In these dark times, the answer to one question could decide the fate of humanity. Are Mason jars useful, or are they, in a word, stupid? You might think there are more important things to worry about — climate change, mass shootings, the possibility of someone waltzing into your bathroom stall if you lock it incorrectly — but Twitter doesn't appear to agree. Recently, a heated debate about the true nature of Mason jars has broken out on the social media platform, because no matter is too inconsequential for people to have Opinions about it online.
Invented by John Landis Mason in 1858, the mason jar revolutionized food preservation back in the day. Not only were the jars transparent, so you could actually see their contents, but they also created a much better seal than the cork-and-wax methods most people used at the time. Finally, cooks had a reliable way of saving their food to be eaten months later. (There’s a point in the “useful” column.) After the invention of refrigerators and freezers, the Mason jar fell out of fashion for a few decades, but lately, it’s made a comeback. A quick browse through Pinterest will turn up dozens of Mason jar "hacks." You can turn them into candle holders or vases, fill them with hot cocoa ingredients as a cute holiday gift, or even use them to hold your salads.
The latter, apparently, is where the people of Twitter draw the line.
Mason jars are an increasingly popular alternative to plastic containers. Aside from giving your lunch a certain aesthetic appeal, the idea is that layering the food allows vegetables to stay crisp until you mix everything together right before you eat. Not everyone, however, is a fan of the Instagrammable technique.
Tweets deriding Mason jars date back to last year, if not earlier, but this summer, the topic picked up steam. The general consensus? Mason jar salads are douchey and impractical, and the people who make them are even more so.
The mockery wasn't restricted to salad lovers; Twitter users poked fun at literally anyone who uses Mason jars for anything but food preservation.
Some came to the Mason jar's defense, but they were heavily outnumbered.
To be fair, Mason jars are definitely fashionable at the moment. They're a staple at trendy bars across the nation; in 2014, 7-Eleven served Slurpees in Mason jars with mustachioed straws — a nod to their hipster reputation. In the comment section of any article about Mason jars, you can find people arguing about whether the containers truly "belong" in the city, where they're rarely used for their original purpose. In an article on the history of the Mason jar, The Atlantic took a stab at explaining why a simple glass jar can annoy people so much:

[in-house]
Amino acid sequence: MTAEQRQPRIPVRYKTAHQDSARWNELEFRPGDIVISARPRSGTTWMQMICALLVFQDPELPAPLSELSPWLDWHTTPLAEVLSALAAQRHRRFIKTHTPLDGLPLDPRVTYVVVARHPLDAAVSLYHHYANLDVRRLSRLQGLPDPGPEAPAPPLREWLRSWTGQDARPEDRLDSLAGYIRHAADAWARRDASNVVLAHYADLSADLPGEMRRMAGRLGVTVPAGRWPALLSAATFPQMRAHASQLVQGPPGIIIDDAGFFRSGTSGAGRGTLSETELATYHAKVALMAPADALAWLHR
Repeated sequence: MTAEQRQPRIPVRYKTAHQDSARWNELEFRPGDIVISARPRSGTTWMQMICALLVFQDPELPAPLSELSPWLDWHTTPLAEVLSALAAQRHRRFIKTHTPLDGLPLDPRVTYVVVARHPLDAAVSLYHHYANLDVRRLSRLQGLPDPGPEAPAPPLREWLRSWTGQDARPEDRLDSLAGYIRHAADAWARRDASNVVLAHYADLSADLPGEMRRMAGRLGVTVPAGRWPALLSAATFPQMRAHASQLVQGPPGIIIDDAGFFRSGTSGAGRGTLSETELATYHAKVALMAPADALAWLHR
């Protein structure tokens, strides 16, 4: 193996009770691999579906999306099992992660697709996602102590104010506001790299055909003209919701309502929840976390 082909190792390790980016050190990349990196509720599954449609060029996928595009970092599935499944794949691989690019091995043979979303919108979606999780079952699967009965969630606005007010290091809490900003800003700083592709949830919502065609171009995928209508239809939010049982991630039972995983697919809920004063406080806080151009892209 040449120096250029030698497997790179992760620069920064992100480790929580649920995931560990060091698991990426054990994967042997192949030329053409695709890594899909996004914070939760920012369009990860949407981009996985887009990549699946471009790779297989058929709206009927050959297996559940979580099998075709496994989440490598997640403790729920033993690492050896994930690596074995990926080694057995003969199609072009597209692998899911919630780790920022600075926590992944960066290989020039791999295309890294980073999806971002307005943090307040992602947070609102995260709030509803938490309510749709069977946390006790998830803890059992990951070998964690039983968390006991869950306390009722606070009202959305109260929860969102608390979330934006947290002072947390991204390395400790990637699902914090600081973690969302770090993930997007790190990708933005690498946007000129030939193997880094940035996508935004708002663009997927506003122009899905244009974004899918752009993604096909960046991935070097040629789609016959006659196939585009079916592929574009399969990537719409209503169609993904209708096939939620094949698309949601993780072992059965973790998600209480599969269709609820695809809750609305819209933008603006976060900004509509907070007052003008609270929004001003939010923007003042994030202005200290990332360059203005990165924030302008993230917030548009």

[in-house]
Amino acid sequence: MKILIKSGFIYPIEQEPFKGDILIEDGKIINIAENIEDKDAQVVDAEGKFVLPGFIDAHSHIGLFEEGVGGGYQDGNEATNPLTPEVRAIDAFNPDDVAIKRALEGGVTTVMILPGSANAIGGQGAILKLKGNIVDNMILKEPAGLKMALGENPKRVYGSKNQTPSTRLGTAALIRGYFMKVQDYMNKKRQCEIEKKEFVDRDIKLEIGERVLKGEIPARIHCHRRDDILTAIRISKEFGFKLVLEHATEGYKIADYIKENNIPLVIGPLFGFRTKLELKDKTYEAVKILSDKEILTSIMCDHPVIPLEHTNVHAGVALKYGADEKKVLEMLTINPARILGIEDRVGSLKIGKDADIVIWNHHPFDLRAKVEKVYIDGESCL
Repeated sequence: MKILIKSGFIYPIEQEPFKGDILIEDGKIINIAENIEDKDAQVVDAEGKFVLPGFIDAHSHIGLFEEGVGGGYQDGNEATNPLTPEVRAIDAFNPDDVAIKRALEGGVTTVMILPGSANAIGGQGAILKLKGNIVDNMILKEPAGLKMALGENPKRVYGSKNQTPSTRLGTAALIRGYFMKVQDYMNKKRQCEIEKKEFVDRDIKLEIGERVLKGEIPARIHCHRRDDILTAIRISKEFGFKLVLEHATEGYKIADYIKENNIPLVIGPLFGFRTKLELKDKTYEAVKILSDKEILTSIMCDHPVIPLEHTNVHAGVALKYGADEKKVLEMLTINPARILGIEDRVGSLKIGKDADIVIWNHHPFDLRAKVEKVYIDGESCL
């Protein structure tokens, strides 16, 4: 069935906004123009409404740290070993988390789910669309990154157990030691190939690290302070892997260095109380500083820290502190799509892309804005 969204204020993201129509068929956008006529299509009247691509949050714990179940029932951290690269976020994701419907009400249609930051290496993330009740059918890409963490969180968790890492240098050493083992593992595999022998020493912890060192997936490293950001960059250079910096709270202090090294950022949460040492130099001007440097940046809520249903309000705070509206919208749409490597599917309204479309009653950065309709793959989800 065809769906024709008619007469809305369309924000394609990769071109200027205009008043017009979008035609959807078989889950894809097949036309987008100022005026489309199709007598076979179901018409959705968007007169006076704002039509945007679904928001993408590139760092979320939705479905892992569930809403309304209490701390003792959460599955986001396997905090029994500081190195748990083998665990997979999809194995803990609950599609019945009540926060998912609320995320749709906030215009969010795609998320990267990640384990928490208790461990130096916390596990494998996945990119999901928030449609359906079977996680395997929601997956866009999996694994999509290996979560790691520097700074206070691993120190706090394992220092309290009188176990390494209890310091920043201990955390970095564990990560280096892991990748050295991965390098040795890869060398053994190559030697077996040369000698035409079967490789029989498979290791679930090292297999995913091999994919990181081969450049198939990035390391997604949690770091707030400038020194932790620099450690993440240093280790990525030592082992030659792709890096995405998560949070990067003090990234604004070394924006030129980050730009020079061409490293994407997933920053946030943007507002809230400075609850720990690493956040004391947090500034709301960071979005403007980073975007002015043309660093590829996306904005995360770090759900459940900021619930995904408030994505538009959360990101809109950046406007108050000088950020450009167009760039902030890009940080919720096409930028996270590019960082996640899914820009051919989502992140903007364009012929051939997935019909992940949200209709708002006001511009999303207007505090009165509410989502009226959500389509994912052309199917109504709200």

"Holding a cocktail or a Slurpee, it’s removed from its original context — which is rooted in functionality — and made into an icon of ironic contrast. Used to serve a drink in Hackney Wick, the Mason jar becomes a vacant signifier."
Yes, it's trendy to repurpose Mason jars — but that doesn't mean it's impractical. A container is a container, and if saving old jars of spaghetti sauce means you don't have to fork over the money a new set of drinking glasses, go for it. If you'd rather keep your food in a washable glass container rather than a plastic one, that's your business. If you go out and buy a bunch of Mason jars to hold random stuff on your mantle, who cares? How is this topic worthy of anyone's brain power?
The Internet is nothing if not petty, so people will undoubtedly keep hating on Mason jars the way they've hated on pumpkin spice and the dog Snapchat filter. In a few months, the Internet will find another hill to die on, and the pointless cycle will continue. See you again soon.